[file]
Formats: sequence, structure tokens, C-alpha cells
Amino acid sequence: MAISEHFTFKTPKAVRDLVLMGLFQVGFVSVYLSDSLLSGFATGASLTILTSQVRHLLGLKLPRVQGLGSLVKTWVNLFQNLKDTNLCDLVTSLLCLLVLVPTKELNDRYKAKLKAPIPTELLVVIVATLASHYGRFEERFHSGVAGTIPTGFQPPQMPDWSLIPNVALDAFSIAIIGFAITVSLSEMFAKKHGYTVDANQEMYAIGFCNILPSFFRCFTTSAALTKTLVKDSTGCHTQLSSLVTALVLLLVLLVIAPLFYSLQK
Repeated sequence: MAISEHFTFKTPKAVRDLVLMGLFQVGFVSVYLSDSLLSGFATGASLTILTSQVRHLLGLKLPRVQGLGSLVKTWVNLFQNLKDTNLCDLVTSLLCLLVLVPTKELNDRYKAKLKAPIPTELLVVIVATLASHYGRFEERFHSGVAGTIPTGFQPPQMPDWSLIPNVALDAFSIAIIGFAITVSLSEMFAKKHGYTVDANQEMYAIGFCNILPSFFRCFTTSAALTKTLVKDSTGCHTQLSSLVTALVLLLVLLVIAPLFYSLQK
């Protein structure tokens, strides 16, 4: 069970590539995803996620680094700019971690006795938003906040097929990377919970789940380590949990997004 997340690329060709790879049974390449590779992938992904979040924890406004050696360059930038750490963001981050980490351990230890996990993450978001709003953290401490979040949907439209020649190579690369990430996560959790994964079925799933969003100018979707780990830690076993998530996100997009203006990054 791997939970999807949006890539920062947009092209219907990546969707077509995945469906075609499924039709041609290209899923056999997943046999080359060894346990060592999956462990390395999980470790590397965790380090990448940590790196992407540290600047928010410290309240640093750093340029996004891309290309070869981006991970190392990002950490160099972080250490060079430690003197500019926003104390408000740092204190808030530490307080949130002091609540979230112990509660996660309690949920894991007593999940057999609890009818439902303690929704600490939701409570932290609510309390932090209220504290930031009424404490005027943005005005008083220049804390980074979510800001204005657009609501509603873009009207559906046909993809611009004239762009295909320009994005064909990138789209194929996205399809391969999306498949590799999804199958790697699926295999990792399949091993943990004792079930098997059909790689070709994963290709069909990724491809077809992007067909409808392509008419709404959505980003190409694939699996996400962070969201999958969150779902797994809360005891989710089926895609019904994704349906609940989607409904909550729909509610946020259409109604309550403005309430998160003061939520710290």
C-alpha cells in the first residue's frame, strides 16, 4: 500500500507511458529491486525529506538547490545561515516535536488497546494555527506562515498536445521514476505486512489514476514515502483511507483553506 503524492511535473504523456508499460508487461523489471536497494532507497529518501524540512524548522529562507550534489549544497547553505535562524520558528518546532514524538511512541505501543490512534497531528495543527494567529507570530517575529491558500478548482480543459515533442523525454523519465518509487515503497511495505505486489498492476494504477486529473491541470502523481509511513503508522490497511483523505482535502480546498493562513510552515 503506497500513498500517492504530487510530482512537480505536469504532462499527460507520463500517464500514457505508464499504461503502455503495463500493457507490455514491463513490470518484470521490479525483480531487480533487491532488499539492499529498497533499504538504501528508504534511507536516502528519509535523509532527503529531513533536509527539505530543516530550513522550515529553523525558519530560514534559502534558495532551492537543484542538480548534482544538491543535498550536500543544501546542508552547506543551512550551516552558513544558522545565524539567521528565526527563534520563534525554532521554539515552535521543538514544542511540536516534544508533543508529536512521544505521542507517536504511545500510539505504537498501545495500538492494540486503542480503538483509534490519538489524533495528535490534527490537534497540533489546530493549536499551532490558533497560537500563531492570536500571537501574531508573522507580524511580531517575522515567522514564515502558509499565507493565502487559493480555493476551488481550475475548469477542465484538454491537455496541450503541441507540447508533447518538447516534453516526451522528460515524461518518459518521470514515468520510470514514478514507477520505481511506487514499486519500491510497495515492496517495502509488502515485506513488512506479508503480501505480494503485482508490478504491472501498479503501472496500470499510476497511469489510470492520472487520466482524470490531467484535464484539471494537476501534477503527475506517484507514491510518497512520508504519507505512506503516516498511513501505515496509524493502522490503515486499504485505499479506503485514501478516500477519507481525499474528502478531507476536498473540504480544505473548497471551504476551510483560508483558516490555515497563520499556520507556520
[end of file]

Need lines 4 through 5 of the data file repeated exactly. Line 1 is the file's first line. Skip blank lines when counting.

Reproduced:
């Protein structure tokens, strides 16, 4: 069970590539995803996620680094700019971690006795938003906040097929990377919970789940380590949990997004 997340690329060709790879049974390449590779992938992904979040924890406004050696360059930038750490963001981050980490351990230890996990993450978001709003953290401490979040949907439209020649190579690369990430996560959790994964079925799933969003100018979707780990830690076993998530996100997009203006990054 791997939970999807949006890539920062947009092209219907990546969707077509995945469906075609499924039709041609290209899923056999997943046999080359060894346990060592999956462990390395999980470790590397965790380090990448940590790196992407540290600047928010410290309240640093750093340029996004891309290309070869981006991970190392990002950490160099972080250490060079430690003197500019926003104390408000740092204190808030530490307080949130002091609540979230112990509660996660309690949920894991007593999940057999609890009818439902303690929704600490939701409570932290609510309390932090209220504290930031009424404490005027943005005005008083220049804390980074979510800001204005657009609501509603873009009207559906046909993809611009004239762009295909320009994005064909990138789209194929996205399809391969999306498949590799999804199958790697699926295999990792399949091993943990004792079930098997059909790689070709994963290709069909990724491809077809992007067909409808392509008419709404959505980003190409694939699996996400962070969201999958969150779902797994809360005891989710089926895609019904994704349906609940989607409904909550729909509610946020259409109604309550403005309430998160003061939520710290």
C-alpha cells in the first residue's frame, strides 16, 4: 500500500507511458529491486525529506538547490545561515516535536488497546494555527506562515498536445521514476505486512489514476514515502483511507483553506 503524492511535473504523456508499460508487461523489471536497494532507497529518501524540512524548522529562507550534489549544497547553505535562524520558528518546532514524538511512541505501543490512534497531528495543527494567529507570530517575529491558500478548482480543459515533442523525454523519465518509487515503497511495505505486489498492476494504477486529473491541470502523481509511513503508522490497511483523505482535502480546498493562513510552515 503506497500513498500517492504530487510530482512537480505536469504532462499527460507520463500517464500514457505508464499504461503502455503495463500493457507490455514491463513490470518484470521490479525483480531487480533487491532488499539492499529498497533499504538504501528508504534511507536516502528519509535523509532527503529531513533536509527539505530543516530550513522550515529553523525558519530560514534559502534558495532551492537543484542538480548534482544538491543535498550536500543544501546542508552547506543551512550551516552558513544558522545565524539567521528565526527563534520563534525554532521554539515552535521543538514544542511540536516534544508533543508529536512521544505521542507517536504511545500510539505504537498501545495500538492494540486503542480503538483509534490519538489524533495528535490534527490537534497540533489546530493549536499551532490558533497560537500563531492570536500571537501574531508573522507580524511580531517575522515567522514564515502558509499565507493565502487559493480555493476551488481550475475548469477542465484538454491537455496541450503541441507540447508533447518538447516534453516526451522528460515524461518518459518521470514515468520510470514514478514507477520505481511506487514499486519500491510497495515492496517495502509488502515485506513488512506479508503480501505480494503485482508490478504491472501498479503501472496500470499510476497511469489510470492520472487520466482524470490531467484535464484539471494537476501534477503527475506517484507514491510518497512520508504519507505512506503516516498511513501505515496509524493502522490503515486499504485505499479506503485514501478516500477519507481525499474528502478531507476536498473540504480544505473548497471551504476551510483560508483558516490555515497563520499556520507556520